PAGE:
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When the Battle Between the Baby and HIV Begins

Updated on June 25, 2014
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Our body has the dynamic functions of protecting ourselves against diseases. It is “knitted” and delicately designed to guard us against the attack and assault of the unseen opponent. What if one day this wonderful defense mechanism deteriorates? What if it happens to your precious newborn baby? What if a newly-born child gets infected with HIV? What a mother should know?

Main Agenda

Human Immunodeficiency Virus (HIV) is an intelligent viral agent that causes Acquired Immunodeficiency Syndrome (AIDS)—a disease characterized by a depleted immune response towards infection and unguarded to the attack of the opportunistic infections. HIV is a kind of very shrewd virus that deceptively ravages our very own natural immune defender and turning them into an HIV factory.

Source

The Mother-to-Child-Passage of HIV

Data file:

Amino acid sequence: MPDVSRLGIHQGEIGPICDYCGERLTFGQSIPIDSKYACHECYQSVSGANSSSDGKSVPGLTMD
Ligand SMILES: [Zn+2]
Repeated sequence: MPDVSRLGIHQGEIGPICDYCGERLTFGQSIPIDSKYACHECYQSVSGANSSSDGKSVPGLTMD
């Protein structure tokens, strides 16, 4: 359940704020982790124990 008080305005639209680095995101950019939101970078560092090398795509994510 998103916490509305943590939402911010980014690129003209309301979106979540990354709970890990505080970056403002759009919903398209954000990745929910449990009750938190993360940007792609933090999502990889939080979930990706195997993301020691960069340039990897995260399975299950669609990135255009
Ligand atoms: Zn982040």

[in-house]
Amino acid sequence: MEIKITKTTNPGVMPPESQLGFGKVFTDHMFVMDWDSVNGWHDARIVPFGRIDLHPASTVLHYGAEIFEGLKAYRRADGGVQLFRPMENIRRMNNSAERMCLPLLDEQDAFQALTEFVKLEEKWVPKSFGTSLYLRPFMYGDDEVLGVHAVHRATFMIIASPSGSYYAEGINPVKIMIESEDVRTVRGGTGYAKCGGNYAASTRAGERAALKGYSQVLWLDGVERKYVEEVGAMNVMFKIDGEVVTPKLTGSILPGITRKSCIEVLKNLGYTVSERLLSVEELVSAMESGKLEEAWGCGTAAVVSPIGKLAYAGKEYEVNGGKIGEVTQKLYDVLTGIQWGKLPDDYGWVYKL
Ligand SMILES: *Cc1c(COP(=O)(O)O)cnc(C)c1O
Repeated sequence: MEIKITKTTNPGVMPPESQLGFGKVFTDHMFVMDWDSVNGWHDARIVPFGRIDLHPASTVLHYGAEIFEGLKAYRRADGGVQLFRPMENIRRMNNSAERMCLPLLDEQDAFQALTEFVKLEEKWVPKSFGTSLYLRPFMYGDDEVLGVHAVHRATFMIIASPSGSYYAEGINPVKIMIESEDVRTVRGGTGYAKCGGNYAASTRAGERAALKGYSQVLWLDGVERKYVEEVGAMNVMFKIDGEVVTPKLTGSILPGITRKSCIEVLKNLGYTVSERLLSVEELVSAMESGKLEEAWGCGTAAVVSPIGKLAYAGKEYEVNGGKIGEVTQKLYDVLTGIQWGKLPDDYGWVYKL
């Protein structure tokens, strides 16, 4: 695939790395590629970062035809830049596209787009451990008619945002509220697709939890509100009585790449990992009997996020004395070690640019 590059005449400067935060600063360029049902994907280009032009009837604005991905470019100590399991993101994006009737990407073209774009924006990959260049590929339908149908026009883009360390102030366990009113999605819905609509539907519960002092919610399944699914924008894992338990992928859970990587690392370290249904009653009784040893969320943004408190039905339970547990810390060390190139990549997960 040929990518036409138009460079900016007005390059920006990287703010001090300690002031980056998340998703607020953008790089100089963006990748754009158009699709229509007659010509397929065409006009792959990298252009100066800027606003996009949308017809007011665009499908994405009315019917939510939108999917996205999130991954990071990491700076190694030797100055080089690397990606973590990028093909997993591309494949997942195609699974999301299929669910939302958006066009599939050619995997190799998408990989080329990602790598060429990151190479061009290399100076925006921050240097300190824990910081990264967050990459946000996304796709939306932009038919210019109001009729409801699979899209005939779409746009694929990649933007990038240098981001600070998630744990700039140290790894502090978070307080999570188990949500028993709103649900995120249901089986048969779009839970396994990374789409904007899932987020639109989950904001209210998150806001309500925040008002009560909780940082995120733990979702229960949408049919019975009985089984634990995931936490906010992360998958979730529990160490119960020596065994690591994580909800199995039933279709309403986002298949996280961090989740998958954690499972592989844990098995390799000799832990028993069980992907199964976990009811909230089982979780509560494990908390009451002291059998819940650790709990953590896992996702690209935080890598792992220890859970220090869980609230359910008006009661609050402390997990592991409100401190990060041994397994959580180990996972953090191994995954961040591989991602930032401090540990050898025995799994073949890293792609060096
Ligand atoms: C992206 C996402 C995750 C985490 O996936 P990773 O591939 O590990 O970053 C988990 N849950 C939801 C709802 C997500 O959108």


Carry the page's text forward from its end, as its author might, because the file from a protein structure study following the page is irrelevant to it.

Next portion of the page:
• During childbirth.

The virus can be transmitted to baby through breaks and ruptures in the membrane, which commonly happens in the moment of giving birth. Infected mother’s birth canal is filled with fluids and secretions rich in HIV and passing on this canal would yield a tremendous risk of stress, breakages and tears in the baby’s mucus membrane. HIV infected pregnant women are advised to have caesarean section than preferring normal delivery.

Source
  • When the baby is still in the womb or during pregnancy

Usually placenta gives a total protection of fetus from any invading pathogens. In some instances, when the mother contracts other in-uterine infections, or malnutrition giving lowered immune defenses, the capability of the placenta to shield the fetus from pathogens like HIV can be broken down.

  • Through breastfeeding milk

Virus transmission can occur in breastfeeding because of the presence of HIV in breast milk of infected mothers. Many studies have shown that there is a higher chance of perinatal transmission (which is previously called Mother to Child Transmission or MTCT) of the virus during acute HIV infection rather than during chronic HIV infection. This is because of the rapid viral load increase and subsequent decrease in CD4 count during acute HIV infection. The higher the viral load in blood will result to higher viral load in breast milk and the higher the chance of transmitting HIV.